Some more things that I’ve not had the time to write quite so obsessively about as I normally do.
Wild Turkey 81 – One I’ve been after since I heard about it on WhiskyCast a while back, as I’m often a fan of lower strength whiskies and rather like the regular 101 proof version of Wild Turkey. On the nose it had gluey alcohol on pouring, but that burnt off to give buttery pastry, some herbal notes, obvious spicy rye, nutella, cinnamon dusted donuts and creme patissière. To taste it was light and buttery, with floral notes, spicy grain and some vanilla cream. It finished with more sweet pastry, dark bread, light wood sourness, and rose petals and leaves.
I worked my through my first bottle rather quickly but I made sure to mix myself up an Old Fashioned with the second – it was strangely floral and very pleasant, and adding ice brings out the same flavours, although to not quite the same level. Good stuff for everyday drinking.
Jägermeister – I think I must be on a mailing list somewhere, as I got a mail from a PR company asking if I’d like a ‘gift’ from Jägermeister. Being a lover of the stuff since I used to sneak bottles of herb bitters home from Austria as a child (as mentioned in posts passim) I wasn’t going to say no. I was rather surprised when a bottle and shot glass turned up in the post, along with instructions for how to make your own ice shot glass (put some water in a paper cup, put another cup inside it and put a weight on it to hold the cup in place, put the contraption in the freezer and then remove when frozen. I haven’t done it, I’d end up with even more random ice pools in the freezer).
I’ve not had Jägermeister on its own for a while, with my most recent run-in with it in a Carlsberg Jägerbomb served when I went to see the Red Hot Chili Peppers – a pint of Carlsberg in a paper cup with a plastic shot glass of Jägermeister carefull dropped into it so that the liqueur stayed in the glass, at least until you started drinking. While I have heard of them before I’ve never tried one – It made the Carlsberg drinkable and was an appropriate accompaniment to the strange musical juxtaposition of Dizzee Rascal and The Chilis.
Anyways, I stuck my bottle in the freezer for a week and grabbed a shot to celebrate a day of preparing for my trip to Edinburgh for the Fringe Festival. It was quite excellently gloopy straight from the cold, and on the nose it still had syrup, strong sweet spice – clove, allspice, ground mixed spice powder – and a medicinal hint of cough mixture and dentist’s waiting rooms. To taste it was thick and sweet, with liquorice, clove, cinnamon (although without heat), gummi fruit and bitter herbs more than balanced by big syrupy sweetness. It lingered for a while with more liquorice, like black sticks of liquorice sat out in the sun too long, sour wood and a few more nods to memories of dentists past. I still rather like it.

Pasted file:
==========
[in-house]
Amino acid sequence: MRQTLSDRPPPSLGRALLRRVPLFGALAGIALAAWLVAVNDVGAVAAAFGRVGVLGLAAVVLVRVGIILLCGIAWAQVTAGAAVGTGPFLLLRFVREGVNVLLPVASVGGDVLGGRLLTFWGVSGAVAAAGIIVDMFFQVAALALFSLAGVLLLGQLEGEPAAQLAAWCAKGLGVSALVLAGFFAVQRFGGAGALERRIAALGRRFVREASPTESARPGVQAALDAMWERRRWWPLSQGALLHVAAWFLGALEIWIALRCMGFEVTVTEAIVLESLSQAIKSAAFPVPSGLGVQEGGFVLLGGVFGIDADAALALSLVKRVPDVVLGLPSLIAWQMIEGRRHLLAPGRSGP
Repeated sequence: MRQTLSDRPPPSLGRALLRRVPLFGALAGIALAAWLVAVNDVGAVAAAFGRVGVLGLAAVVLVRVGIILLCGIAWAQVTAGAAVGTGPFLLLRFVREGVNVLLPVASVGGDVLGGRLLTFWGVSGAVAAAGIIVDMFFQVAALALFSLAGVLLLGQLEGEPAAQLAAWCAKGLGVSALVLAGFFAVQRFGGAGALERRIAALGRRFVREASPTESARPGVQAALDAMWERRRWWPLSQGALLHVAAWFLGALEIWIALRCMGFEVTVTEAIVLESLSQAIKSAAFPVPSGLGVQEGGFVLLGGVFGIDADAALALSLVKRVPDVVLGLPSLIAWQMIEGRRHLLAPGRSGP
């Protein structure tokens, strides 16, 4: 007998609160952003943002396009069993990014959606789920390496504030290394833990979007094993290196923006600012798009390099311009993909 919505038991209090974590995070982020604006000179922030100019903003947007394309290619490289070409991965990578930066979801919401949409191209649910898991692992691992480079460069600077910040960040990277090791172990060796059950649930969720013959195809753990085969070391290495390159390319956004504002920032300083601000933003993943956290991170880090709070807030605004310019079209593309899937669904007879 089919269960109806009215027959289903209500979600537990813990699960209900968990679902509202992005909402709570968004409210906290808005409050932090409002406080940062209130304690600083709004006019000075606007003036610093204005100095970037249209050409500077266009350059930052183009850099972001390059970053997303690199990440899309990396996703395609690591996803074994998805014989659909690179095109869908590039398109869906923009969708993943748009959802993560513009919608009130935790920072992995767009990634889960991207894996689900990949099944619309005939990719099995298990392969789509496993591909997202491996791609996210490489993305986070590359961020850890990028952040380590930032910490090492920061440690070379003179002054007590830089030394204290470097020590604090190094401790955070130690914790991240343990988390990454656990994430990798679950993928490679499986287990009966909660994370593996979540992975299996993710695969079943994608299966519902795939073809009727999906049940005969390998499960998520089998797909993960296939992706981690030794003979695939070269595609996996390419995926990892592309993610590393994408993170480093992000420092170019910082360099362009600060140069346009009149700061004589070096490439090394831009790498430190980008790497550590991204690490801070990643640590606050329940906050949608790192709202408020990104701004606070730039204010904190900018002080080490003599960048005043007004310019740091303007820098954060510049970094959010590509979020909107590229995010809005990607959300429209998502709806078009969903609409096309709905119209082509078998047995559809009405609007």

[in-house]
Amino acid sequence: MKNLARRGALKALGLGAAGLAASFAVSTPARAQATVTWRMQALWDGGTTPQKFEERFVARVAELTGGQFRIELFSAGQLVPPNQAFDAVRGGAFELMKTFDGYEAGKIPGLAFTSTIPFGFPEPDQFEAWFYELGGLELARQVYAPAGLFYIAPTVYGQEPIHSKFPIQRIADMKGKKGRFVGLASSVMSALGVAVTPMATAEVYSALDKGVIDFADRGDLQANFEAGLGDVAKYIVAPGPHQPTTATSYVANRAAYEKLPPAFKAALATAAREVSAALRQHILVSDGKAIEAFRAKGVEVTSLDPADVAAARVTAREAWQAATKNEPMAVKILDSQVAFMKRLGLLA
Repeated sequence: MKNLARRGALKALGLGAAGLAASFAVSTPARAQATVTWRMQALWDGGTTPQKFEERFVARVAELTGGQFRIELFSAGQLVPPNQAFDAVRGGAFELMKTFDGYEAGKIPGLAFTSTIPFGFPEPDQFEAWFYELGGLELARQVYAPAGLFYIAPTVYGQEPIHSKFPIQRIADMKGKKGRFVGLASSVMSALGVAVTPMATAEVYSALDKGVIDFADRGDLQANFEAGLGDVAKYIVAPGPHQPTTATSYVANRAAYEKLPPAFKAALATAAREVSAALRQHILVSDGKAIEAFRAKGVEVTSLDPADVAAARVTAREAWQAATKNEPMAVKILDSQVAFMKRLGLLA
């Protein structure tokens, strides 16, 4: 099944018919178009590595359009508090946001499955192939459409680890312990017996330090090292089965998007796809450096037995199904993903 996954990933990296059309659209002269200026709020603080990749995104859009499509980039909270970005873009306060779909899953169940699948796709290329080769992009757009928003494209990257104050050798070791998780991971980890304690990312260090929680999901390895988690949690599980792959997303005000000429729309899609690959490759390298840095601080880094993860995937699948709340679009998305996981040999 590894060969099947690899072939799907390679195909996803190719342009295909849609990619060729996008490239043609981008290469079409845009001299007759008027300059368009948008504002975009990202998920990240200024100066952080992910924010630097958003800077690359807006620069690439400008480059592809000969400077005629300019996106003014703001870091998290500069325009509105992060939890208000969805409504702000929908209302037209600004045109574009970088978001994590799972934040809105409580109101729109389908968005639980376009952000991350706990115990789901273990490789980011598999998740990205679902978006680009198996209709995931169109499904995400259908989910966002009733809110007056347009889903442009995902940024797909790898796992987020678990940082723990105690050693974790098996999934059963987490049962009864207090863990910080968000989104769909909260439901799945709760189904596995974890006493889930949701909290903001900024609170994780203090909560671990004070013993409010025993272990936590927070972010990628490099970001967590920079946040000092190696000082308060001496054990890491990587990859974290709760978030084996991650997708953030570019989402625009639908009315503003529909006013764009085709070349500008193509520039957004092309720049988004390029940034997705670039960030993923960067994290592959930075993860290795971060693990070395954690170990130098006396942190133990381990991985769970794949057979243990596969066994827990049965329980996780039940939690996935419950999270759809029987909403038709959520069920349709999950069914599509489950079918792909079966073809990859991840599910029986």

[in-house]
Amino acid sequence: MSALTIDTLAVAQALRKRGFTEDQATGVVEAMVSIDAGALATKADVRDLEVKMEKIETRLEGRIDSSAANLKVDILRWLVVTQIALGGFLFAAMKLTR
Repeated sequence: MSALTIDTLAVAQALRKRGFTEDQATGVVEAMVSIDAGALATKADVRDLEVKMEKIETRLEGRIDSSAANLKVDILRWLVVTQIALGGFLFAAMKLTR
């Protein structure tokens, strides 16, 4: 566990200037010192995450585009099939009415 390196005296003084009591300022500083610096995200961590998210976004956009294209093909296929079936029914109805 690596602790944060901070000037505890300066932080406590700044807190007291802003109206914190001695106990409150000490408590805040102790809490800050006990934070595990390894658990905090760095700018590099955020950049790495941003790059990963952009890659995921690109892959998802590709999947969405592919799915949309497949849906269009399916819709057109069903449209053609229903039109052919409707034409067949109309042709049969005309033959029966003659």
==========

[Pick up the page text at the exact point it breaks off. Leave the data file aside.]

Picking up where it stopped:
Teaninich 10yo Flora & Fauna: I don’t think I’ve ever tried a Teaninich, so when I saw it on the bar at the Scotch Whisky Experience when I was up in Edinburgh I thought I’d have a try. It’s not often seen as a single malt, with almost every bit of it going into Diageo’s blends – it’s just a general component, not even a key flavour. On the nose this one had Fruit Salad chews, sweet vanilla, honey suckle, light sweet fruit (cherries?) and a hint of herbal soap. To taste it was sweet and buttery with lemon, pastry and a little bit of black liquorice, along with some sticky sweetness at the back. My notes say ‘black liquorice cream?’. It finished sweet and herbal, with lingering dark oak and some lightly tingly spice.
A bit of a mishmash of light and darker whisky that I thought was quite pleasant.
Naked Grouse: I remember this appearing at work and I even wrote up a description of it after doing some research into what it was – a gussied up version of Famous Grouse, focused around sherry cask matured whisky from Macallan and Highland Park. However, I’d not tried it until I saw it on the bar at the Scotch Whisky Experience. On the nose it had big sherry notes with leather, raisins, a touch of black rubber, Cinnamon Grahams, dried black cherries, sweet tobacco, damp dark wood and plum jam. To taste it started off with dark chocolate but quickly thinned out with a light grain whisky edge but a nicely oily palate. This was backed up with some more full flavours, including sour fruit, bitter wood, vanilla cream, apple puree, sugared raisins and Danish pastries. It finished with custard, bitter herbs, dark chocolate, black pepper spice and lingering young grain whisky. A very interesting nose that didn’t quite come through into the taste, with the grain whisky lightening up and diluting the interesting flavours.